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Press Clippings for the week ending
Saturday, 29 March 2008

A random selection of clippings
from newspapers and magazines

Bert Williams announced to appear
as Friday in Klaw & Erlanger's
Robinson Crusoe, 1913

Bert Williams


Bert Williams (1874-1922), American actor and singer,
as he appeared in In Dahomey,
Shaftesbury Theatre, London, 16 May 1903

(photo: Cavendish Morton, London, 1903)

'Bert Williams, the very talented and equally modest negro comedian, who has been the feature of recent [Ziegfeld] Follies, will appear in an elaborate production of Robinson Crusoe, which will be staged by Klaw & Erlanger this season. Williams, of course, will appear as Friday, the faithful black retainer of Crusoe. The book of the new production has been written by Glen MacDonough, author of Babes in Toyland and It Happened in Norland.' (The Washington Post, Washington, D.C., Sunday, 24 August 1913, entertainment section, p.3a)

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The San Carlo Grand Opera company
on a tour of the United States
in their production of Bizet's Carmen,
at the Palace Theatre, Fort Wayne, 1919,
with Romeo Boscacci, Stella de Mette,
Estelle Wentworth, et al

Estelle Wentworth


Estelle Westwood (fl. early 20th century), American actress and singer

(photo: unknown, USA, circa 1900)

'Again the music lovers of this city have had a chance to enjoy a rare musical treat at the Palace theatre, in hearing the well-known opera, Carmen, given by the San Carlo Grand Opera company, under the auspices of the Morning Musical. Everyone loves the opera, Carmen, composed by Bizet, it being so full of color and vividness. There is a distinct rhythm and poetic strain throughout the entire piece. The Toreador song reappears many times during the opera. The cast is well balanced, and all members of the company are thoroughly acquained with their parts; there is not a pause during the entire production.
'The orchestra, which is composed of twenty musicians is indeed a joy to hear; their work is artistic and pleasing.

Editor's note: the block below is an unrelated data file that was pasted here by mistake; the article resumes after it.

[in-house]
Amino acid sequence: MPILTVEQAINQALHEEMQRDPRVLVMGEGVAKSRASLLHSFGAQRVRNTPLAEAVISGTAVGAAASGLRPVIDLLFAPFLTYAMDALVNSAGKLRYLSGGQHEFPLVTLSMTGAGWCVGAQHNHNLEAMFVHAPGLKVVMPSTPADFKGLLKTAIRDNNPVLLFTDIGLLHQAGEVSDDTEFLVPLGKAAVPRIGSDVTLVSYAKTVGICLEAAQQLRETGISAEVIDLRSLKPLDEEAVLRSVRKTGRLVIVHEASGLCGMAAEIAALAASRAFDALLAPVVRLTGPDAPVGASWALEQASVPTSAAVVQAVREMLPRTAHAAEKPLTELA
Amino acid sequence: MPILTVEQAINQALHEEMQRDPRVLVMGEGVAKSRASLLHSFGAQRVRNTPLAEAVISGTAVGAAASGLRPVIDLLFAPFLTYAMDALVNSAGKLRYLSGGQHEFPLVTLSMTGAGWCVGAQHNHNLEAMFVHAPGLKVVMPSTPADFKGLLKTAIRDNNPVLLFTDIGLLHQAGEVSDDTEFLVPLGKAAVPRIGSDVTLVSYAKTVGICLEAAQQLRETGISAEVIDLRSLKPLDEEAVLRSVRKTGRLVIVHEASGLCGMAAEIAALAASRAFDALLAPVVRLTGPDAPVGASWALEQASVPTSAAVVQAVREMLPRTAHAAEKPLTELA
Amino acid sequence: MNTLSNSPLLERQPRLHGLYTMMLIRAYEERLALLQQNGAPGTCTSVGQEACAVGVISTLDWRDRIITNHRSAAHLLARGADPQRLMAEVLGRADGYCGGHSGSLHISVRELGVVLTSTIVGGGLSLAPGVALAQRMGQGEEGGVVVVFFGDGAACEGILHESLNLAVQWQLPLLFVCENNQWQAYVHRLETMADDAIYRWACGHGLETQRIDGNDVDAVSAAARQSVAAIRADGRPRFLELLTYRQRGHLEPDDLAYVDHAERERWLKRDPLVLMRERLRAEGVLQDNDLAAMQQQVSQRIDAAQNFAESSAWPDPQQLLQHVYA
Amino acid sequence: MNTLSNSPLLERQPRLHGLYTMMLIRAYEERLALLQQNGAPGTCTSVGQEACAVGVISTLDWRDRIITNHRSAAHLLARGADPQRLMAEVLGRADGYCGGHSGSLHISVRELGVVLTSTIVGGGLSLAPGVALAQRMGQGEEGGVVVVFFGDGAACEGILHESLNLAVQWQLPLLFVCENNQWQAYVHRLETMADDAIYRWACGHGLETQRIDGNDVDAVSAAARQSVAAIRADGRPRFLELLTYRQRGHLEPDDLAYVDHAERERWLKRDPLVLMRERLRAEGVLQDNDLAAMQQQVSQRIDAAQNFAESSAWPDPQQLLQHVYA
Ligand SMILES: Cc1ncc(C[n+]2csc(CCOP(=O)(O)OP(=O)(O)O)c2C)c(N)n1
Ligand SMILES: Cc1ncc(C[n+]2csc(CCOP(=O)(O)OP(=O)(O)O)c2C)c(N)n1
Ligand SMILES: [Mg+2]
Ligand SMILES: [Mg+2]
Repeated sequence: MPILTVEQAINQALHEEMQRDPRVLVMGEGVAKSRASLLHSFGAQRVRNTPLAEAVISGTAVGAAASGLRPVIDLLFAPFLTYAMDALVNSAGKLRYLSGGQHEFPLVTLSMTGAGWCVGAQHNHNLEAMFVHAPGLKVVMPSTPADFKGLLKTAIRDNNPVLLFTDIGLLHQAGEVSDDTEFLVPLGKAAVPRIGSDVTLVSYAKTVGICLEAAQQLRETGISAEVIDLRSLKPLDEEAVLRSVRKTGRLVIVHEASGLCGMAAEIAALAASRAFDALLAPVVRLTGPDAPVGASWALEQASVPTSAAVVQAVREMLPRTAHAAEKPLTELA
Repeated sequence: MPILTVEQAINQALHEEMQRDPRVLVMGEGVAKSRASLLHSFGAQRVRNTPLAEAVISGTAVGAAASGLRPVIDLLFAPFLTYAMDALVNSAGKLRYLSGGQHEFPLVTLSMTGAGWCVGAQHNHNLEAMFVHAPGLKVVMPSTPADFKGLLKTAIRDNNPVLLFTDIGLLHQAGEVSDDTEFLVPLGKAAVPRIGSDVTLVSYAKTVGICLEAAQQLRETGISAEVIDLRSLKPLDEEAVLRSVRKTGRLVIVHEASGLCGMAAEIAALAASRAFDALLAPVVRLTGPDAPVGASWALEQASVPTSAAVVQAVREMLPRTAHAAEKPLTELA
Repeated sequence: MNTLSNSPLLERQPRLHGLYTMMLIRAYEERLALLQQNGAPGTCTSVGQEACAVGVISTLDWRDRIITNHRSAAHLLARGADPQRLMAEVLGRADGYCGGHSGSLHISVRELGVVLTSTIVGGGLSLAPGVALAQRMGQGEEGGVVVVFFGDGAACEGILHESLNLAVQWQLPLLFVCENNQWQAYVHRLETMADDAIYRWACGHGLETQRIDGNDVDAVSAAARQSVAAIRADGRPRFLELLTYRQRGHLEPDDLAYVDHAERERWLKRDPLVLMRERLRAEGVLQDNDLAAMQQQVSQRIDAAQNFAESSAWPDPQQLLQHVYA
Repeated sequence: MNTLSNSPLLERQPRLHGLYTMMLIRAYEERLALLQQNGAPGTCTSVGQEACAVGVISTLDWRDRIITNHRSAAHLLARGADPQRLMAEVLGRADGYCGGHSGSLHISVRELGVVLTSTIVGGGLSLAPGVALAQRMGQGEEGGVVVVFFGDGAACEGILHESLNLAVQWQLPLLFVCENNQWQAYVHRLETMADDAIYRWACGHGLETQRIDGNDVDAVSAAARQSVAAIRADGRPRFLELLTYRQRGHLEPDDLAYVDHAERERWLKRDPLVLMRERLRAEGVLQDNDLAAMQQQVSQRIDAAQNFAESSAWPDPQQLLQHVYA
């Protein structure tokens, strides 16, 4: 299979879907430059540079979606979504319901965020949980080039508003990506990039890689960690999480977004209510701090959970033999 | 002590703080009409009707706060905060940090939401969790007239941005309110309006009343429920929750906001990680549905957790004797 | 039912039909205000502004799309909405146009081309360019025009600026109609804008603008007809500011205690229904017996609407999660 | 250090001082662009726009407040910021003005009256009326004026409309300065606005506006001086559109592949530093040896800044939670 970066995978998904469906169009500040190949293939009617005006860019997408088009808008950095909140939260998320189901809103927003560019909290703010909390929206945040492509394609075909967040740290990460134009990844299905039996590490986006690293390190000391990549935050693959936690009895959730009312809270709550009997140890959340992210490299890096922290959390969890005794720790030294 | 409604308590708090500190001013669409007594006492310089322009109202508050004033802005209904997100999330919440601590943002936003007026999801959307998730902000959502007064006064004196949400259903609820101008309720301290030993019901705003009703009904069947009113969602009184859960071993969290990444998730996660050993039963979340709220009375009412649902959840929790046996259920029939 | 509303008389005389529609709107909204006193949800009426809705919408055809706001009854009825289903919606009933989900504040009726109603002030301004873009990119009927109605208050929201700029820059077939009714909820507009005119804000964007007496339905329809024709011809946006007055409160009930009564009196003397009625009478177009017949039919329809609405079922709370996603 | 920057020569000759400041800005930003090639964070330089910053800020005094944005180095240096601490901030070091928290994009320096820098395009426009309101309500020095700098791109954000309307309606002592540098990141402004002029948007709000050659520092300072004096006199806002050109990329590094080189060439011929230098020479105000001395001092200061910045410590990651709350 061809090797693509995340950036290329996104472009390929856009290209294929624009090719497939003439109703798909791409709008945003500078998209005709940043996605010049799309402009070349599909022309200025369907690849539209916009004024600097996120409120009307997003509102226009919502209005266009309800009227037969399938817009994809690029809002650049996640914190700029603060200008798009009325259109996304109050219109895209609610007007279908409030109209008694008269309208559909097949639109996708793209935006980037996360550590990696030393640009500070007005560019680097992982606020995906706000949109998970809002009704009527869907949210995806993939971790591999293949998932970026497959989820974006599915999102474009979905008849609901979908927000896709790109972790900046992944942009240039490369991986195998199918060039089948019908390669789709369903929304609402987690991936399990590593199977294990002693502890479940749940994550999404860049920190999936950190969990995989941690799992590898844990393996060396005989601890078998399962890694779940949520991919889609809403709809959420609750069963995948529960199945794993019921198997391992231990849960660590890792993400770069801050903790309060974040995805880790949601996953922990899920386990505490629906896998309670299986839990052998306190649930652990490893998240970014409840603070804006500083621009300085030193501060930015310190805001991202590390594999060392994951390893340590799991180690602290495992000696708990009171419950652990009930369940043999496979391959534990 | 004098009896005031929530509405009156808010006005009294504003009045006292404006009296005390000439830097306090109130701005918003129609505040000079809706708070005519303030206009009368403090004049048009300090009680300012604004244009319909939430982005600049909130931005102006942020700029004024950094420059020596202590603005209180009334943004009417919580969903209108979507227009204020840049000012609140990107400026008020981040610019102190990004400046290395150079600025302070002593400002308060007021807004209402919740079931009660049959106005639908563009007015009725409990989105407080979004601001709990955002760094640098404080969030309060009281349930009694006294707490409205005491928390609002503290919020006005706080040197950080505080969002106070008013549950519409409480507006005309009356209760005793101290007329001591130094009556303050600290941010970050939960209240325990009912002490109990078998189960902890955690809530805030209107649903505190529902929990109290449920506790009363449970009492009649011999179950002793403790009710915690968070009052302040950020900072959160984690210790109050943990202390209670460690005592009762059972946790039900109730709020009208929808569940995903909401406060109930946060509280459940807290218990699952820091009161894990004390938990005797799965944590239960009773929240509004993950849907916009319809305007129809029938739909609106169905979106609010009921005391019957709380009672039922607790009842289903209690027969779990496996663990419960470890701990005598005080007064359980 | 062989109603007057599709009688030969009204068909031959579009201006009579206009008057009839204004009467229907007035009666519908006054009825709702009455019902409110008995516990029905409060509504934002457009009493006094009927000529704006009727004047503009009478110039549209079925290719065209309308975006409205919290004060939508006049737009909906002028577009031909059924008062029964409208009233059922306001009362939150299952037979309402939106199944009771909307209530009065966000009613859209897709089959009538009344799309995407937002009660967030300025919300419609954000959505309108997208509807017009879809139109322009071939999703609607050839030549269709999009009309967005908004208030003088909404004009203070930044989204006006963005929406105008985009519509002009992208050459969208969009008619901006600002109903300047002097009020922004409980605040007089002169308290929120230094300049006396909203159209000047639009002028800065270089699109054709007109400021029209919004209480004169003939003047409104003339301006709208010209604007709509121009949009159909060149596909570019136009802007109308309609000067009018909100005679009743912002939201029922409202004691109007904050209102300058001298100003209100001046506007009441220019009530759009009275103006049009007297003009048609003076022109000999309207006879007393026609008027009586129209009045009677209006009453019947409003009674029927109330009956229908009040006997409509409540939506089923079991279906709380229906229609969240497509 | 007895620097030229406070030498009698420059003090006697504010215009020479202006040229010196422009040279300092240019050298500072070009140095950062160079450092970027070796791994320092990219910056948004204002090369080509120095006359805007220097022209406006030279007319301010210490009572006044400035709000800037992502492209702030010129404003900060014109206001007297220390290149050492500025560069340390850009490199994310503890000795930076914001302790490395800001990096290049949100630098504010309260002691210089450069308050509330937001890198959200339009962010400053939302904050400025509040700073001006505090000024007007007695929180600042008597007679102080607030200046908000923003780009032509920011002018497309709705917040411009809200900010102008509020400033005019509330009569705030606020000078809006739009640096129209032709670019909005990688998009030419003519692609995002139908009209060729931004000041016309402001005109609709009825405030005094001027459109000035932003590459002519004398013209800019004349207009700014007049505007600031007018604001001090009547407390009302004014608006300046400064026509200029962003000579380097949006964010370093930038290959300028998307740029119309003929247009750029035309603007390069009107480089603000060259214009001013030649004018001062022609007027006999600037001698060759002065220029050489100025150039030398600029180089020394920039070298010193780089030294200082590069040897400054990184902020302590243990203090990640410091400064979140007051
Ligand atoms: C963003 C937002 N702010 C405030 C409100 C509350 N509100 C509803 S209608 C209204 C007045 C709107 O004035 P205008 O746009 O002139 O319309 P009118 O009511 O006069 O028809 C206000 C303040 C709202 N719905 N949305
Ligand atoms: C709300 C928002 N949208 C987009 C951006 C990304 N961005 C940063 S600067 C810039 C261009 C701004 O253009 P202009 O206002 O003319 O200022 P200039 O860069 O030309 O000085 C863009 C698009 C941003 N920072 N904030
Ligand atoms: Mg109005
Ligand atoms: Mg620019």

'The story of Carmen is full of fire and vivacity. Jose, brigadier of dragoons at Seville, is waiting the arrival of Michaela, a peasant girl with a letter and purse from his mother. A band of girls arrive at the cigar factory opposite, and Carmen, the prettiest and most coquettish, throws him her bouquet. Jose falls distractedly in love. A quarrel ensues among the girls in the factory. Carmen, declared the assailant, is ordered to prison. She fascinates the luckless brigadier, till he plans her escape, and is himself placed under arrest for it. Carmen, after being coaxed by a band of bandits, returns to her wandering gypsy life, and tempts Jose, who meets her outside of the walls, to desert. He refuses; but, quarrelling with his superior officer about Carmen, is forced to join the smugglers. Carmen's love grows cold. Escamillo, the popular Toreador, woos her, while the jealous Jose departs to visit his dying mother. Carmen is faithless. She goes with Escamillo to the bull fight at Seville. Joseph pursues her; and frantic at her desertion and avowed affection for Escamillo, stabs her.
'Even the music foretells of a tragedy, by the screaming and discordant notes of the instruments. 'Don Jose, the brigadier, is artistically played by Romeo Boscacci. His voice, a clear tenor, is pleasing and his part, a difficult one, he played with great ease. The song, "This Flower You Gave to Me," was especially pretty, and he had a chance to show his voice.
'Carmen, a cigaret girl, and afterwards a gypsy, is a happy-go-lucky part, full of quick action, was beautifully played by Stella de Mette. Her voice, a high soprano, full of tenderness and yet impish at times, especially in the gypsy dance, when she is tempting Jose to desert the army. The highest notes of Miss Stella de Metto's voice are bell-like; she has her own particular style of shading, which is pleasing.
'Joseph Royer plays the part of Escamillo, the Toreador. His voice, a deep baritone, was one of the favorites. He is not only a clever actor, but also a clever interpreter of his songs. His Toreador song is always the one that every once likes. Miss Estelle Wentworth made a charming Micaela. Her pleasing manner, well modulated soprano voice at once won her audience. Her pleasing to Jose to return to his mother was beautiful and full of tenderness.
'Frasquita and Mercedes, gypsies, friends of Carmen, were not large parts but were well worked up by the hard and understanding work of Miss Alice Homer and Miss Frances Morosini. Their voices were full of melody.
'The Captain Zuniga, lord of soldiers, was handled in a clever manner by Pietri de Biesi. The four acts of Carmen are full of all kinds of emotions, from the highest of happiness to the darkest of tragedy, but, and this is one of the reasons why it is so well liked, the music, which is of the understanding kind, is any other reason. [sic]'
(The Fort Wayne Journal-Gazette, Fort Wayne, Indiana, Wednesday, 24 April 1919, pp.8d-e/9b)

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© John Culme, 2008